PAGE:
Transnational sex offender sentenced to Life in Federal Prison
Chief Judge Jane Magnus-Stinson imposes maximum sentence
Indianapolis - United States Attorney Josh J. Minkler announced today that Chief Judge Jane Magnus-Stinson sentenced Ricky Dean Clark, 37, to a term of life imprisonment without parole for multiple charges involving the sex exploitation of three minor children, including one child who lived in Ireland. In addition, Clark was sentenced for distributing, receiving, and possessing child pornography.
“While no sentence can cure the damage this child predator did to his innocent victims, we can assure the public that Clark will never ever be in the position to harm another child,” said Minkler. “A sentence of life without parole is reserved for the worst of the worst and that is exactly what Chief Judge Magnus-Stinson imposed in this case.”
“This life sentence sends a very strong message to those who would engage in criminal sexual activity and abuse the trust of innocent children,” said Grant Mendenhall, Special Agent in Charge of the FBI’s Indianapolis Division. “I am proud of the diligent work of our agents and law enforcement partners to identify and investigate sexual perpetrators and bring them to justice so they can’t victimize anyone again.”
“As law enforcement, it is our responsibility to protect those who are most vulnerable, especially innocent children. It is a responsibility the men and women of the IMPD do not take lightly,” said Indianapolis Metropolitan Police Department (IMPD) Chief Bryan Roach. “The dedication of our officers, strengthened collaboration with our local, state, and federal law enforcement partners, and critical investments in technology mean we will continue to remove from our community those who would seek to victimize our children.”
When Clark was originally arrested in Hendricks County, he was charged with possessing child pornography; however, an investigation by the Indiana State Police and the Indianapolis Metropolitan Police Department revealed that Clark’s illegal activities with children were much more extensive. Computer forensic examiners found videos showing that Clark had recorded himself engaging in sexually explicit conduct with a prepubescent child in June of 2013. In addition, investigators also found 17 videos, created by Clark, showing a female child engaged in sexually explicit conduct at Clark’s direction. The child, who was less than 13 years of age, lived in Ireland, and Clark’s communication with the child occurred over Skype. Clark also distributed known images of child pornography to this girl in order to convince the child to engage in sexually explicit conduct for him.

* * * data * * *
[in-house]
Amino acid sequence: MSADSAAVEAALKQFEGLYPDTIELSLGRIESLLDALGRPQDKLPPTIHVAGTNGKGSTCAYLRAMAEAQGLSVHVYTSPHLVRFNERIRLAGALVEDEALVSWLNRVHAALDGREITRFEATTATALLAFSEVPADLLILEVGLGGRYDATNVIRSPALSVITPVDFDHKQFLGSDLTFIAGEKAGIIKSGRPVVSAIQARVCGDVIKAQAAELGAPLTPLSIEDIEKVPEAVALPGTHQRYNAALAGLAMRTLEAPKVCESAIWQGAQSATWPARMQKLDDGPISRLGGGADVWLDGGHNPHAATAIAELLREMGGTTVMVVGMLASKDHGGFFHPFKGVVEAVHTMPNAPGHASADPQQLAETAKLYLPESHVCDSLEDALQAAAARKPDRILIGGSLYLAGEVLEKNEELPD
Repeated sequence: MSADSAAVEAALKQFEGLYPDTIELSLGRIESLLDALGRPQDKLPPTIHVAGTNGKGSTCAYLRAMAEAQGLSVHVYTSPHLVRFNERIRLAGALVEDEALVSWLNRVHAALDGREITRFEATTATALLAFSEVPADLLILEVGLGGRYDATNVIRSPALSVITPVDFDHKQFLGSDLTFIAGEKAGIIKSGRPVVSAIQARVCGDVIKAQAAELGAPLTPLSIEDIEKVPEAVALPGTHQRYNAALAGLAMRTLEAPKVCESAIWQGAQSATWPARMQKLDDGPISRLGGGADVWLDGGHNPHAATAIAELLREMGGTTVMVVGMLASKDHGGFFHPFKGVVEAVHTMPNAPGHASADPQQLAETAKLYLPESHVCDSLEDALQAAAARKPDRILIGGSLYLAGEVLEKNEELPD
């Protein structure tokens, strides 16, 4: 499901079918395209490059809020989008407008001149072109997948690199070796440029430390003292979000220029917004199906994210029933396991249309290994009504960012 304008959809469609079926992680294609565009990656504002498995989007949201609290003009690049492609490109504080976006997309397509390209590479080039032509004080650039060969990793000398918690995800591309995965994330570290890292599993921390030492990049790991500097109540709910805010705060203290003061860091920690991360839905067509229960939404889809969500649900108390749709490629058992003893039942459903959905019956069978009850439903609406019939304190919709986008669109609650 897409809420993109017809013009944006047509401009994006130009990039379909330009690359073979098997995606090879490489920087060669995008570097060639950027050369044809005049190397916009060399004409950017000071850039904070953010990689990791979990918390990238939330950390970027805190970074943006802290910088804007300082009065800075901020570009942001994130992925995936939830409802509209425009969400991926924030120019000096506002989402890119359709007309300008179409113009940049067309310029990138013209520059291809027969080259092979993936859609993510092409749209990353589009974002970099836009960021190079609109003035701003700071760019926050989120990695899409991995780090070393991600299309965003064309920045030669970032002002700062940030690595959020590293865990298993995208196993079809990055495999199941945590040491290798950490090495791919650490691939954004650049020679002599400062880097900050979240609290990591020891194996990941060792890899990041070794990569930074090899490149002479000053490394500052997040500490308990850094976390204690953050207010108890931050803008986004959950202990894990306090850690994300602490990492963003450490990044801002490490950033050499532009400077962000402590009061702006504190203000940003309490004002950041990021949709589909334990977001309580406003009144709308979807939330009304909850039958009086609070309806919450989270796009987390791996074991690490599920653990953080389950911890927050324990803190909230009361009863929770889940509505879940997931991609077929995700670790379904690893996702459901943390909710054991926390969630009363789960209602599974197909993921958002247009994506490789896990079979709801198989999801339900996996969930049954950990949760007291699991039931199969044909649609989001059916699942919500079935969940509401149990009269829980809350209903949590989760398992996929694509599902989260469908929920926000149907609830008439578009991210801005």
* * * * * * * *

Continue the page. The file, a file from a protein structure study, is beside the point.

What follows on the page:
Later in the investigation, forensic examiners uncovered evidence that Clark also recorded himself sexually abusing yet another pre-pubescent child. Clark sent these videos to the girl in Ireland, again as a way to encourage her to engage in sexually explicit conduct for him and to convince her that there was nothing wrong with the requests he made of her.
This case came to the attention of law enforcement in the United States through the cooperative work of the National Center for Missing and Exploited Children, which had received citizen complaints about possibly illegal sexual conduct by the defendant. Along with the FBI, the Indiana State Police and the Indianapolis Metropolitan Police Department investigated these tips. The defendant’s criminal conduct was not limited to the United States. In Ireland, a child’s family discovered Clark’s communications with the child, and the family made a report to An Garda Siochana who began their own investigation. In November of 2017, investigators recovered additional evidence from Ireland, showing the defendant’s pattern of conduct with a female child. Minkler noted the cooperation from the Garda as key to the success of the prosecution, saying “We cannot thank members of the An Garda Siochana enough for their thorough work in collecting and preserving evidence, as well as the care that Irish authorities took in working with the victim’s family and our staff. When predators use the internet to abuse children, they hope that the complexities of international investigations will help them to avoid accountability. This child predator found no safe harbor in either Ireland nor in the United States.”
This case was a joint investigation involving the Indianapolis Metropolitan Police Department’s Digital Forensics Unit, the Indiana State Police Cyber Crime Unit, the Indiana Internet Crimes Against Children Task Force, the FBI, and An Garda Siochana (the Irish National Police). Susie’s Place in Brownsburg provided assistance with child interviews. The federal prosecutors working on the matter were Assistant United States Attorneys Kristina Korobov and Steven DeBrota.
In October 2017, United States Attorney Josh J. Minkler announced a Strategic Plan designed to shape and strengthen the District’s response to its most significant public safety challenges. This prosecution demonstrates the office’s firm commitment to utilize and partner with law enforcement agencies to prosecute individuals engaged in the sexual exploitation of children. See United States Attorney’s Office, Southern District of Indiana Strategic Plan Section 4.1.